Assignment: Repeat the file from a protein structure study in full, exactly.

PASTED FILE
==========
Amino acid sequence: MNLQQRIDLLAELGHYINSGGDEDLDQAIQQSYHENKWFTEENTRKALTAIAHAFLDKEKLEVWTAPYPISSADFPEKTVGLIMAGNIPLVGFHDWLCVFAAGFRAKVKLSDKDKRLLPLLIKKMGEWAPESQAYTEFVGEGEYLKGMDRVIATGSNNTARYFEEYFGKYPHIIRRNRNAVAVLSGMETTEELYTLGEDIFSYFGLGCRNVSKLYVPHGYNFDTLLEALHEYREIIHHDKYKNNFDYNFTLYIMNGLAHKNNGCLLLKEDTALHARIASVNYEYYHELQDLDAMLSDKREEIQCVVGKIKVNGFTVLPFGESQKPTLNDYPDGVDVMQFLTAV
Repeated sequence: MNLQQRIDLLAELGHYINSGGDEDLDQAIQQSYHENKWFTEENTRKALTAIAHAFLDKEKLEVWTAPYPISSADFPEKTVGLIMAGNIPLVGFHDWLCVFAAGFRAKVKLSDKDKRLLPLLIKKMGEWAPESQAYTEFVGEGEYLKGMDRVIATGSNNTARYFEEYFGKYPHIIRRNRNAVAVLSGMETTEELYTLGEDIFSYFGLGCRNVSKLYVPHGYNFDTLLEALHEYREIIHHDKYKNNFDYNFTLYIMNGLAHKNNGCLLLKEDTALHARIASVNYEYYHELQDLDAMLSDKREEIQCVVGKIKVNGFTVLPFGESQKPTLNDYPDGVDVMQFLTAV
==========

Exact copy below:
Amino acid sequence: MNLQQRIDLLAELGHYINSGGDEDLDQAIQQSYHENKWFTEENTRKALTAIAHAFLDKEKLEVWTAPYPISSADFPEKTVGLIMAGNIPLVGFHDWLCVFAAGFRAKVKLSDKDKRLLPLLIKKMGEWAPESQAYTEFVGEGEYLKGMDRVIATGSNNTARYFEEYFGKYPHIIRRNRNAVAVLSGMETTEELYTLGEDIFSYFGLGCRNVSKLYVPHGYNFDTLLEALHEYREIIHHDKYKNNFDYNFTLYIMNGLAHKNNGCLLLKEDTALHARIASVNYEYYHELQDLDAMLSDKREEIQCVVGKIKVNGFTVLPFGESQKPTLNDYPDGVDVMQFLTAV
Repeated sequence: MNLQQRIDLLAELGHYINSGGDEDLDQAIQQSYHENKWFTEENTRKALTAIAHAFLDKEKLEVWTAPYPISSADFPEKTVGLIMAGNIPLVGFHDWLCVFAAGFRAKVKLSDKDKRLLPLLIKKMGEWAPESQAYTEFVGEGEYLKGMDRVIATGSNNTARYFEEYFGKYPHIIRRNRNAVAVLSGMETTEELYTLGEDIFSYFGLGCRNVSKLYVPHGYNFDTLLEALHEYREIIHHDKYKNNFDYNFTLYIMNGLAHKNNGCLLLKEDTALHARIASVNYEYYHELQDLDAMLSDKREEIQCVVGKIKVNGFTVLPFGESQKPTLNDYPDGVDVMQFLTAV